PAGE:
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RE: Industry versus academia
> But my bird's eye view is that forth is one of the few non gc'ed
> languages wherein you can define user-definable functions (words) at
> run time. I know gc is considered a win on this list, so no flames
> re. that please :)
In the absence of Patrick O' Donnell: I presume you wanted a non gc'ed
language for performance reasons, right?!
> The reason we wrote those layers I imagine (some of it was before my
> time) is to allow us to develop such code to connect to databases and
> to throw up user interfaces from Lisp machines and we were not
> satisfied with CLX/CLIM or ODBC type stuff.
> Also, by developing that
> layer, we could port our applications to run on other
> machines/OS as soon
> as we had a Lisp compiler (+ X server/client libraries + OCI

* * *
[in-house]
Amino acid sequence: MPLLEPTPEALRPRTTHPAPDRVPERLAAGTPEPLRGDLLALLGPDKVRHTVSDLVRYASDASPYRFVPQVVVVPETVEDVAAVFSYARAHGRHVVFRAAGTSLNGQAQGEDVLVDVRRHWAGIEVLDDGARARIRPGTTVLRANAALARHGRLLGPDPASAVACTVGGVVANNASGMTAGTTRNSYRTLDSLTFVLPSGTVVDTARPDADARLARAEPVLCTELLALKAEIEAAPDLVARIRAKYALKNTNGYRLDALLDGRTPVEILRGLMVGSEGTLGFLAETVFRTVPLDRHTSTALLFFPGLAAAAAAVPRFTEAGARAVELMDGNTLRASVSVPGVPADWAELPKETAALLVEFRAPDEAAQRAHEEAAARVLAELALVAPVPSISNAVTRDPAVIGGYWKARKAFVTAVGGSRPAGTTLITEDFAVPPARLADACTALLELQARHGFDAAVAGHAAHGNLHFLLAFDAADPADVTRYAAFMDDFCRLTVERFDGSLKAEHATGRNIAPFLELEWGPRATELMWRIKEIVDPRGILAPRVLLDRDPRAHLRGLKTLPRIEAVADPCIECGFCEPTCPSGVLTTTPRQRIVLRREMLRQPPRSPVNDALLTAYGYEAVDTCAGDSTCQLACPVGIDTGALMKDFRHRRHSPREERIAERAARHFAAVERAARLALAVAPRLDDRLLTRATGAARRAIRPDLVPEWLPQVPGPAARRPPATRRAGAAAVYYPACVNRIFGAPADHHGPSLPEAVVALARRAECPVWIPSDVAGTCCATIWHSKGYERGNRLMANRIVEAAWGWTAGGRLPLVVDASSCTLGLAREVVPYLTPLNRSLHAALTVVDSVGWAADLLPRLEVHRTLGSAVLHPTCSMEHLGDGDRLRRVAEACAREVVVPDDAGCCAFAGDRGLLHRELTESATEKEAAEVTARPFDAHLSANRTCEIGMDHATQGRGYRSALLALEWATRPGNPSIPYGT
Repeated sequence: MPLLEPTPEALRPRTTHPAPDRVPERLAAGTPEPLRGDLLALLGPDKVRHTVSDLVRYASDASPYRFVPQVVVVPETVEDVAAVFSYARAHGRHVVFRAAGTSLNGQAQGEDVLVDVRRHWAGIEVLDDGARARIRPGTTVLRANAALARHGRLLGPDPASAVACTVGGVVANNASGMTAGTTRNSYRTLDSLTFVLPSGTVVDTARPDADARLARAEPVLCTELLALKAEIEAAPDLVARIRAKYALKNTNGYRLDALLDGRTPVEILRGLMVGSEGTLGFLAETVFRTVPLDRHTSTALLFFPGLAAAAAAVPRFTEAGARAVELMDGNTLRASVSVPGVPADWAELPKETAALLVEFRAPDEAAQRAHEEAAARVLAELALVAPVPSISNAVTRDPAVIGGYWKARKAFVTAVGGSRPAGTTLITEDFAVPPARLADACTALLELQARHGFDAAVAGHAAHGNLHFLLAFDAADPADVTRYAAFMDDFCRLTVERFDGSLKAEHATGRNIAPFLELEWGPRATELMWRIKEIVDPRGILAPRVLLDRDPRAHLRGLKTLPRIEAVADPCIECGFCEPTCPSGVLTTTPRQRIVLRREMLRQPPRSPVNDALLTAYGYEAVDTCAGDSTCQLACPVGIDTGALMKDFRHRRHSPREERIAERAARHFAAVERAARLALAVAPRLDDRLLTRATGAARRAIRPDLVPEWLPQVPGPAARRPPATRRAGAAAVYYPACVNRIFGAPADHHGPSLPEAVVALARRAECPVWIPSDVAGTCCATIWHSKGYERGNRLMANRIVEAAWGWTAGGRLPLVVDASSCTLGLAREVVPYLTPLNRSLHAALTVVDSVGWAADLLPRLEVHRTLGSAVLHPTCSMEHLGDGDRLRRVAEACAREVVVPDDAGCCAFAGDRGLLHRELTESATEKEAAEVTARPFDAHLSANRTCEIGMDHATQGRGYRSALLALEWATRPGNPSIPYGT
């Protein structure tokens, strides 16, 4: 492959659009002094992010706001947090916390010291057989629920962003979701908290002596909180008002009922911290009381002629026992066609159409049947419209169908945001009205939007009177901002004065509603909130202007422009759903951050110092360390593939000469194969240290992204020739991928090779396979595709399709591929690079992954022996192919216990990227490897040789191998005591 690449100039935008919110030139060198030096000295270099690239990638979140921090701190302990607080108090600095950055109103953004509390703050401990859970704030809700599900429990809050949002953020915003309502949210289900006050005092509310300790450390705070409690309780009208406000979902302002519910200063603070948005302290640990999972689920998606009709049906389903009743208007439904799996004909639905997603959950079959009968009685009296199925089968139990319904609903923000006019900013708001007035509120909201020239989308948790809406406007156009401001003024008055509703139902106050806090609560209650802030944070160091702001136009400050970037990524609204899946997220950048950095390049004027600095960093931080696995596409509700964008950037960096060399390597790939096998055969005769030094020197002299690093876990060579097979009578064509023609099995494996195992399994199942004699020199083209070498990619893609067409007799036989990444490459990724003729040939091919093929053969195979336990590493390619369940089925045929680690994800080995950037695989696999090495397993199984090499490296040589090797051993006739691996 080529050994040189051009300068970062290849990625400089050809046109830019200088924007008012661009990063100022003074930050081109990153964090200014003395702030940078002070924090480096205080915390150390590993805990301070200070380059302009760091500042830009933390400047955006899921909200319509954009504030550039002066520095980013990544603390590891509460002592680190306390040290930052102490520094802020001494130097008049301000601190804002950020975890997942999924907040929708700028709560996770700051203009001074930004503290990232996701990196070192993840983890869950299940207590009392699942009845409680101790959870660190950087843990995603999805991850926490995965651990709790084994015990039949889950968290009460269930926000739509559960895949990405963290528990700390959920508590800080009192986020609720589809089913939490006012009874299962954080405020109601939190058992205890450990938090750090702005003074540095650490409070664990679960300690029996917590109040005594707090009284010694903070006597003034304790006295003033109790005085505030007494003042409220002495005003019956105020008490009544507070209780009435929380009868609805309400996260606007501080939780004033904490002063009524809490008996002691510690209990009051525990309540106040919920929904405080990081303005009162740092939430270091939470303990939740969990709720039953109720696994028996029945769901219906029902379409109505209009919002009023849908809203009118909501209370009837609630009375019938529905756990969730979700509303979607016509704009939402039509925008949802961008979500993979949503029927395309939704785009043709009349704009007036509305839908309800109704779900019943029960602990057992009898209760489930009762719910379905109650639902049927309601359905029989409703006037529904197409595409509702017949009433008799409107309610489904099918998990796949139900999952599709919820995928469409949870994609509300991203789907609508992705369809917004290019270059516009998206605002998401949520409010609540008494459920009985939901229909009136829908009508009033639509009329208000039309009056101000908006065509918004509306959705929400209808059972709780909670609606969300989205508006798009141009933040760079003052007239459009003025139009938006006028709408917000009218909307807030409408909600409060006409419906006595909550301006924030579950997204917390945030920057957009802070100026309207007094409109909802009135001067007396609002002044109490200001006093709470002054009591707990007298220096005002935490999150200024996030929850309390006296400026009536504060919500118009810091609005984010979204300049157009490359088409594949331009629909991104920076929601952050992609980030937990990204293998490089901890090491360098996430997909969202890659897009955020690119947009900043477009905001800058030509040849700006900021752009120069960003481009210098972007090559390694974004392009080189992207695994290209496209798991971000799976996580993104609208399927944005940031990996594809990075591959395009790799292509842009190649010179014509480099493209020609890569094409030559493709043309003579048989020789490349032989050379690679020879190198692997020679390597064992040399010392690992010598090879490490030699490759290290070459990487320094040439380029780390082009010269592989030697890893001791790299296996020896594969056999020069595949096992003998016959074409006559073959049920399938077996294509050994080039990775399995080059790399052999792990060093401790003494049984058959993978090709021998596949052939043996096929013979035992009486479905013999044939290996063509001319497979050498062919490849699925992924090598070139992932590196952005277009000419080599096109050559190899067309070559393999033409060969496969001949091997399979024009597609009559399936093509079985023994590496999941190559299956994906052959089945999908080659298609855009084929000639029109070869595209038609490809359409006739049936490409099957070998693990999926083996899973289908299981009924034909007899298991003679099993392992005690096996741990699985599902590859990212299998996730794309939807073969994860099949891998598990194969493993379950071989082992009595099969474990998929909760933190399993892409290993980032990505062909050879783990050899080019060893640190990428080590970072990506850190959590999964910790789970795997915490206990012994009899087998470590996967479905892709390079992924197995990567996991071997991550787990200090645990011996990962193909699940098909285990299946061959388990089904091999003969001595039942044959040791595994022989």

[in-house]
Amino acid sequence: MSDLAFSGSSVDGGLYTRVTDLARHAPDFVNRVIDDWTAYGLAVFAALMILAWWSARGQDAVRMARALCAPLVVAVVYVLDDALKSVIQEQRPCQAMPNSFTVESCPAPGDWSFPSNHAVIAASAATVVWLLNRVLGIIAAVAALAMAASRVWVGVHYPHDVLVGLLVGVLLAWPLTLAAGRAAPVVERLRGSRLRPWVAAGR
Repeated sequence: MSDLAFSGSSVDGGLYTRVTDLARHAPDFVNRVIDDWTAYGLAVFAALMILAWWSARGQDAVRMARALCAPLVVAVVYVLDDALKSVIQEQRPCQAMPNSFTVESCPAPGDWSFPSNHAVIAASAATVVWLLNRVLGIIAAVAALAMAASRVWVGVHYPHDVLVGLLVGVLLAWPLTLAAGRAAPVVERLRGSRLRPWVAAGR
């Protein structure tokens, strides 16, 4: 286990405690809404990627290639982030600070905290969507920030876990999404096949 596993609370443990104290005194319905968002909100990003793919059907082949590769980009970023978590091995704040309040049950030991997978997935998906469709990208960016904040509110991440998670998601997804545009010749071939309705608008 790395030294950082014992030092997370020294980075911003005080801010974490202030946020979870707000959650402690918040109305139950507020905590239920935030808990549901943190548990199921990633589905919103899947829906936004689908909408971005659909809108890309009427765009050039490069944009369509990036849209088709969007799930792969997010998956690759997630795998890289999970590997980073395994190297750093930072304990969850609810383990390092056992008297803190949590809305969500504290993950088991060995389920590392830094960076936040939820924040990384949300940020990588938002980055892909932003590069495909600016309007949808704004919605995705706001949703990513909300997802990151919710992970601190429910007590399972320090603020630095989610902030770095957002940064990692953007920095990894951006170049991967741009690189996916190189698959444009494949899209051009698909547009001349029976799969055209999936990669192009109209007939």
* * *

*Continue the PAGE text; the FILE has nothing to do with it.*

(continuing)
> libraries) for that machine/OS. (i.e. it decoupled our development of
> platform specific code from the development of our applications -- no
> small feat :)
Sure, but that sounds like a feature of your architecture, not the language.
> Forth makes it easy to connect to C code for X11 and OCI (Oracle),
> Sybase etc. and provides a way for Lisp to connect to it and define
> new transactions.. our programming is done entirely in Lisp, and the
> forth layer is somewhat hidden (except on rare occasions when you need
Probably most people would have picked C, apart from the run time words?!
What made run time words so important for that layer?